It's taken a while for cloud backup to catch on, but 31% of the companies we surveyed use cloud backup or recovery for at least part of their data protection system.
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Cloud backup is the most mature cloud storage service, with roots that go back to the mid-1990s and a number of well-established consumer services with now-familiar names. It's taken a little while for cloud backup to catch on as a viable solution for protecting business data, but today nearly one-third (31%) of companies use cloud backup or recovery for at least part of their data protection system. Those users say that on average 55% of their backup data goes to the cloud, representing about 13.2 TB of data.
Since data security is usually the chief concern of storage shops considering cloud backup, it may be a little surprising that 70% say they back up primary data to the cloud; apps that you would expect to be good candidates for cloud backup -- such as archiving (32%) and mobile device backup (27%) -- are also popular. A lot of those cloud backup users (71%) also rely on the cloud for disaster recovery (DR), and 65% of those companies plan to spin up virtual servers in the cloud if a disaster strikes. But some companies are still wary of putting all their DR eggs into a cloud basket. One respondent noted, "Our biggest concern is retrieval of our data from the cloud in a timely manner in recovering from a catastrophic disaster."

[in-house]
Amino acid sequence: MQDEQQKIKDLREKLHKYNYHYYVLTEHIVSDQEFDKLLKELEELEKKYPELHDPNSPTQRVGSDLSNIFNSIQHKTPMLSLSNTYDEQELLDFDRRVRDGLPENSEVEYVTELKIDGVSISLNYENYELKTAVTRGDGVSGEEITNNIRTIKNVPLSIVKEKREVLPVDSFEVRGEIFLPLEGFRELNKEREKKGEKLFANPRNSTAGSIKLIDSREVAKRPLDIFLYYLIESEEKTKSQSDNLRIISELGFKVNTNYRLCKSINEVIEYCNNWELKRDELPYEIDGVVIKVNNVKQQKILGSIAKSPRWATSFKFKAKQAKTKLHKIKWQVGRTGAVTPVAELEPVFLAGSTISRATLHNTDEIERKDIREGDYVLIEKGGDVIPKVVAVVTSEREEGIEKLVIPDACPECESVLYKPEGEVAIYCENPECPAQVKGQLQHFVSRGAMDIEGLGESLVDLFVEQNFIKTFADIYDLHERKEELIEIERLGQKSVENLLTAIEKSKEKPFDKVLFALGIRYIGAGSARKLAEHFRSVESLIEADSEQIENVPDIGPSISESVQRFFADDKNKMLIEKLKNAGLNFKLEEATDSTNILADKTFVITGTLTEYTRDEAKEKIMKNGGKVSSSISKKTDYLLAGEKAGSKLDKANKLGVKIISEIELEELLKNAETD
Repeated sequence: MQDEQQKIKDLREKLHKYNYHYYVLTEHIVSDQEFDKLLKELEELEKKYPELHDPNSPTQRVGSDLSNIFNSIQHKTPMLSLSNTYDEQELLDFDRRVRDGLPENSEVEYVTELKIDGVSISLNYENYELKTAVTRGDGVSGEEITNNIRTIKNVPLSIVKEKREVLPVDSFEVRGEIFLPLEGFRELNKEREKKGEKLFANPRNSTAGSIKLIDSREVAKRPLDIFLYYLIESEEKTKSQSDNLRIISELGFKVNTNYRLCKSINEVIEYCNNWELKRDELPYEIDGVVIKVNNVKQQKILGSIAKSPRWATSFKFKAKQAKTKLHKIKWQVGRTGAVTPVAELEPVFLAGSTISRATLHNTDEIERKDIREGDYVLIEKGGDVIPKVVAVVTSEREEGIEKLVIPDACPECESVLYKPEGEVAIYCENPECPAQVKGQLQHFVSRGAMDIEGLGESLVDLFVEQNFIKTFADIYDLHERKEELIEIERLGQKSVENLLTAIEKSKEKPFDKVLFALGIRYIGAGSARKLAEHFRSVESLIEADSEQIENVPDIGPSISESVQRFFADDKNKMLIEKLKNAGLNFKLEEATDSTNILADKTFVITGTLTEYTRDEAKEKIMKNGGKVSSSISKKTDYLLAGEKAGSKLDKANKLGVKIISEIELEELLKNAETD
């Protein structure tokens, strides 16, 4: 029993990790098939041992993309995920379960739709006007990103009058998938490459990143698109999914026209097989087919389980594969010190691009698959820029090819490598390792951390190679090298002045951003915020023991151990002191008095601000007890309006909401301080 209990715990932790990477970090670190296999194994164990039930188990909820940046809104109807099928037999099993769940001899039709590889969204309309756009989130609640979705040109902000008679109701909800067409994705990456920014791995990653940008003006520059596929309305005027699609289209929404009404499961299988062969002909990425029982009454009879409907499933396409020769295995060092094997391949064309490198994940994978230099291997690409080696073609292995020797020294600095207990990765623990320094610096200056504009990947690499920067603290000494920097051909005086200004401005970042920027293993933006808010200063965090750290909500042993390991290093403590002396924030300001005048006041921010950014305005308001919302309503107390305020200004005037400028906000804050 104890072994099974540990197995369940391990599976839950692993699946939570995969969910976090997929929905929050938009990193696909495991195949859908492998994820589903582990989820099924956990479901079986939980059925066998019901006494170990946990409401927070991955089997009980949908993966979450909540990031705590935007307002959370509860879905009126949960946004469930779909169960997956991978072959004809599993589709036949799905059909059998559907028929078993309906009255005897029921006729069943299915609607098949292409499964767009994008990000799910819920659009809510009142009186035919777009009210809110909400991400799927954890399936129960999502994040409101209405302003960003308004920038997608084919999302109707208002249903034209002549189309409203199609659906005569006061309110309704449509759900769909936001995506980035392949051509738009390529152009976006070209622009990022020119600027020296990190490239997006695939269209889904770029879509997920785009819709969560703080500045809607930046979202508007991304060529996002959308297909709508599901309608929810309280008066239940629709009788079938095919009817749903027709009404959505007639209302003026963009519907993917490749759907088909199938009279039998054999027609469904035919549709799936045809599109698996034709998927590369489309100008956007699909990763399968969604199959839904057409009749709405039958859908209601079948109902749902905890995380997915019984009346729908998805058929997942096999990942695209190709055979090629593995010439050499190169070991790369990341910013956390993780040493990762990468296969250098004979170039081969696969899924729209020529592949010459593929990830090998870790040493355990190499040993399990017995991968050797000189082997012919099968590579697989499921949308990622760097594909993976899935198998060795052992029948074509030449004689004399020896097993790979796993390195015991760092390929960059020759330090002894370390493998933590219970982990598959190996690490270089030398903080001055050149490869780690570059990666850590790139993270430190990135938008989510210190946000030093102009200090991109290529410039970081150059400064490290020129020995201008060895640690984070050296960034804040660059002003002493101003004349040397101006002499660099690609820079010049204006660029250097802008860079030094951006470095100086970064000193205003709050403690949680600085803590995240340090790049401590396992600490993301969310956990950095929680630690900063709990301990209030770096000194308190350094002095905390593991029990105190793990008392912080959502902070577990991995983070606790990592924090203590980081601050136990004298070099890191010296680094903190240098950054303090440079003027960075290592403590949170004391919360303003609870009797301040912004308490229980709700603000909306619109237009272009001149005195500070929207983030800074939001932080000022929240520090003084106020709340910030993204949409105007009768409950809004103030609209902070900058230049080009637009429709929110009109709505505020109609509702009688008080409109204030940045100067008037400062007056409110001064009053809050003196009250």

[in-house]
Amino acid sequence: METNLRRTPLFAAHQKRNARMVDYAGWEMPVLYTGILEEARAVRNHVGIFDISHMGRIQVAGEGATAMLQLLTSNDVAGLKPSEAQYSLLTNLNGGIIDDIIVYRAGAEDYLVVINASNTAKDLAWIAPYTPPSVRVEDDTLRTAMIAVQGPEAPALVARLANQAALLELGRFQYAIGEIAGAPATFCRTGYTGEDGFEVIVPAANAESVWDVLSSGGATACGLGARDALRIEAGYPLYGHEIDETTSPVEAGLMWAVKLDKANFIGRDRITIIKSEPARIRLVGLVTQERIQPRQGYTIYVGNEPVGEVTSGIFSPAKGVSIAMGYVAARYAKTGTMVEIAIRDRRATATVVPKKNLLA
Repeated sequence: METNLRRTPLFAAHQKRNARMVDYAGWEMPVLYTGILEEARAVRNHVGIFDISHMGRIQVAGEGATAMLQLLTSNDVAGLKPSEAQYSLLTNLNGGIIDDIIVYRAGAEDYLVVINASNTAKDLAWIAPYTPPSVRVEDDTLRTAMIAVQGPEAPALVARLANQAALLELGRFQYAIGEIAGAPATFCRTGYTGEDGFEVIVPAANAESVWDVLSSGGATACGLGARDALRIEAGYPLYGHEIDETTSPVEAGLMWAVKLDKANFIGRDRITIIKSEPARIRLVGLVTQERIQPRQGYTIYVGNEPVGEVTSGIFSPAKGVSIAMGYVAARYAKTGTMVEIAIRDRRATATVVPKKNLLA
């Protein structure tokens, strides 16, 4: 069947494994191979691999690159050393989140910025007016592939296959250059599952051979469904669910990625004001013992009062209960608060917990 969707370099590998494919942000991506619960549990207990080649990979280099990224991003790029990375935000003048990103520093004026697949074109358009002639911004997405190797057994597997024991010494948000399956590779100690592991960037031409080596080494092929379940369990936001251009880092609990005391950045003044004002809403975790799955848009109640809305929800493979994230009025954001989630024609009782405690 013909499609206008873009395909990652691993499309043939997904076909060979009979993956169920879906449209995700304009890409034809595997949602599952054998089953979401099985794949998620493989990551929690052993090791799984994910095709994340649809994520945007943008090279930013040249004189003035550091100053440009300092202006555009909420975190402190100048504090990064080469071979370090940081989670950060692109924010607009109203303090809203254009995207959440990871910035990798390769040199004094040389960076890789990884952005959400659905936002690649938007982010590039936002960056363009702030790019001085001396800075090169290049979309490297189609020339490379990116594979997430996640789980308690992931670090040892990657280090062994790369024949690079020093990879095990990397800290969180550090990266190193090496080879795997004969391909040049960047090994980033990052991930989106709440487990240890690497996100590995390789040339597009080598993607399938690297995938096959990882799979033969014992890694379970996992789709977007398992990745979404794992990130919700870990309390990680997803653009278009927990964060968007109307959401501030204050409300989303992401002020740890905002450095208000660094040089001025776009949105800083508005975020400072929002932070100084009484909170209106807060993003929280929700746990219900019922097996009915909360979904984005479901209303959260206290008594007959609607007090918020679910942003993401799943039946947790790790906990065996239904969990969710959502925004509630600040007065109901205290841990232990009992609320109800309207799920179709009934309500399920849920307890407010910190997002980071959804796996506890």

Thirty percent of the surveyed companies also use cloud storage services for non-data protection applications: 17% store secondary data in the cloud and 15% send primary into the ether. And 35% say at least some employees at their companies use file share-and-sync services.
About the author:
Rich Castagna is editorial director of TechTarget's Storage Media Group.